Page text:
January Local Commentary: The JSE has a tough start to the year

South African (SA) stocks experienced a tough start to the year (FTSE/JSE Capped SWIX Index -2.9% MoM), following emerging market (EM) peers lower in January. Mining shares were one of the biggest detractors of the JSE’s January performance, down 7% in aggregate, dragged lower by weak commodity prices. Companies geared towards the domestic economy were another source of pain for the local bourse (-4% MoM in aggregate), with telcos MTN (-17% MoM) and Vodacom (-12% MoM) amongst the most disappointing, both casualties of currency devaluations impacting their African operations. The discretionary retailers were a rare bright spot amongst the domestically focussed companies. Mr Price (+9% MoM) stood out in that grouping, with its latest trading update surprising positively, with same-store sales up 8% YoY.

The rand-hedge component of the local bourse (companies with predominantly offshore earnings) was a rare bright spot (+3% MoM), helped at least partially by a weaker domestic currency. The rand was down 1.7% MoM against a strong US dollar. Luxury goods company Richemont was the standout performer amongst the rand hedges (+10% MoM). Shares in the luxury goods sector had been struggling in the six months leading up to the latest Richemont trading statement, and the strong share price reaction on a marginally better-than-expected trading update is perhaps a sign that sentiment around the sector had become overly negative, while operational momentum has remained robust. The listed property sector carried its strong momentum into 2024 (+4% MoM in January), starting the year off well after a multi-year period of disappointing returns.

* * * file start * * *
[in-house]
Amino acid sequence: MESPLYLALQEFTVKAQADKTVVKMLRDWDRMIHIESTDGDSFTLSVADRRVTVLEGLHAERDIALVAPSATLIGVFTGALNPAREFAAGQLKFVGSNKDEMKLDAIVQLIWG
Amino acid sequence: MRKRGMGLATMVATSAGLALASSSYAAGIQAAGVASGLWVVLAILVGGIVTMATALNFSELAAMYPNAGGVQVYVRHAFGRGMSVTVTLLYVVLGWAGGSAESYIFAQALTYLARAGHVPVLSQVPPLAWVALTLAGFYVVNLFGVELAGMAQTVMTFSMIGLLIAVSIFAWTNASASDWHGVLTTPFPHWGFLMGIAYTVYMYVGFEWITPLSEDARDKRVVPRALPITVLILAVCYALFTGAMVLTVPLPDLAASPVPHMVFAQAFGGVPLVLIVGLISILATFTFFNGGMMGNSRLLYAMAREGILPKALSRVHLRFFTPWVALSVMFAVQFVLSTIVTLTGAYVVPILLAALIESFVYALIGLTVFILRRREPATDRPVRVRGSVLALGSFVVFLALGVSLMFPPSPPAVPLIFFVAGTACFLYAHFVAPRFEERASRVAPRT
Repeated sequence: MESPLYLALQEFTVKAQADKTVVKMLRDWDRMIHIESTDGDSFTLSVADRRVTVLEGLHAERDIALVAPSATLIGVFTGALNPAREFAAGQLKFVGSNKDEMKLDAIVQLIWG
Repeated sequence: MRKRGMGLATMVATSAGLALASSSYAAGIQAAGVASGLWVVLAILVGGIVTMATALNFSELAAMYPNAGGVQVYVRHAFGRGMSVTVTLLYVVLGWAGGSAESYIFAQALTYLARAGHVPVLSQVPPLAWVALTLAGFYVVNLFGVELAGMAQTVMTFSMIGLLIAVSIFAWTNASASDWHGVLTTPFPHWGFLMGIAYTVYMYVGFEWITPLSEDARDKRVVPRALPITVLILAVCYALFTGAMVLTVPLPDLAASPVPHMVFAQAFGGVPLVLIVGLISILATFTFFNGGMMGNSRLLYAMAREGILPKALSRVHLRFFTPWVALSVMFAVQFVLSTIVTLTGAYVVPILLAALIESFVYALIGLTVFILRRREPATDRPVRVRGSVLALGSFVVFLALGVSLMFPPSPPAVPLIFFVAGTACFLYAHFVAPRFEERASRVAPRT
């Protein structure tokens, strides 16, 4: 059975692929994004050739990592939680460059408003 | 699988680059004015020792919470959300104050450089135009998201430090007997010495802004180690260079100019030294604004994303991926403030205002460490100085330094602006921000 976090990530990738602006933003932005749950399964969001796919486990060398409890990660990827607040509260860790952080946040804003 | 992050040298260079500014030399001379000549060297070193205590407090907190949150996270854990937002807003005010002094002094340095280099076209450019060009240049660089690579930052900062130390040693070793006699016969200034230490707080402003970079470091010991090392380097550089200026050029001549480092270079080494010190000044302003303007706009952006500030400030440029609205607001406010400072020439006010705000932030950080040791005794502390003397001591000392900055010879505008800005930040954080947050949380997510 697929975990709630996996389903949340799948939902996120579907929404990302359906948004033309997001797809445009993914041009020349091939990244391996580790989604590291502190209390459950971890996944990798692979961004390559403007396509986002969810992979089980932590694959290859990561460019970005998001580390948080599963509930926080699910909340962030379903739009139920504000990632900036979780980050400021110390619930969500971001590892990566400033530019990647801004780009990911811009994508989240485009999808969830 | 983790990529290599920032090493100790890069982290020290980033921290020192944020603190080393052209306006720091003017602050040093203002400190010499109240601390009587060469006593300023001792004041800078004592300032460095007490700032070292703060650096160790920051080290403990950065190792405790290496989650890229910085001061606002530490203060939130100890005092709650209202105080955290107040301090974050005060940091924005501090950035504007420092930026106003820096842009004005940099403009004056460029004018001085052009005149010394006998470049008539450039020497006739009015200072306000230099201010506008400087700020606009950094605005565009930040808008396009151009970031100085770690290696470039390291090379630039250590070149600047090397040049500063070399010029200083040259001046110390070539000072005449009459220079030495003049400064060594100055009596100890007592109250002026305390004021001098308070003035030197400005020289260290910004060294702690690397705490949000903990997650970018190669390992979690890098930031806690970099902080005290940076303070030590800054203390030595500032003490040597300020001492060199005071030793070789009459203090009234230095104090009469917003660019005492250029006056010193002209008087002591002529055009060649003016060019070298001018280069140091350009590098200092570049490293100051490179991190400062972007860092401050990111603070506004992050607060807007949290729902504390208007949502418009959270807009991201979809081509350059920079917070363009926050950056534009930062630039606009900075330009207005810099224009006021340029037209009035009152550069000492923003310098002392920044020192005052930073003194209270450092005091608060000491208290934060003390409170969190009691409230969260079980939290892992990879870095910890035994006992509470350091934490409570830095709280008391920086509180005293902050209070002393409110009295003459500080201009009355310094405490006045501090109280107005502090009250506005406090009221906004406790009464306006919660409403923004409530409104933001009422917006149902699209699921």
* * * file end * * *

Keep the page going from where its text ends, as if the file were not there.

The SA Reserve Bank (SARB) kept the country’s benchmark interest rate unchanged at its January meeting – the fourth consecutive meeting without a rate change. SA inflation data released in the runup to the SARB’s latest meeting showed that the country’s core inflation remained stable at the mid-point of the SARB’s target range (4.5% YoY). SA’s 10-year government bond yield ended the month unchanged (11.4% p.a.), following a similar path to global yields, which also spiked intra-month and then faded into month end.

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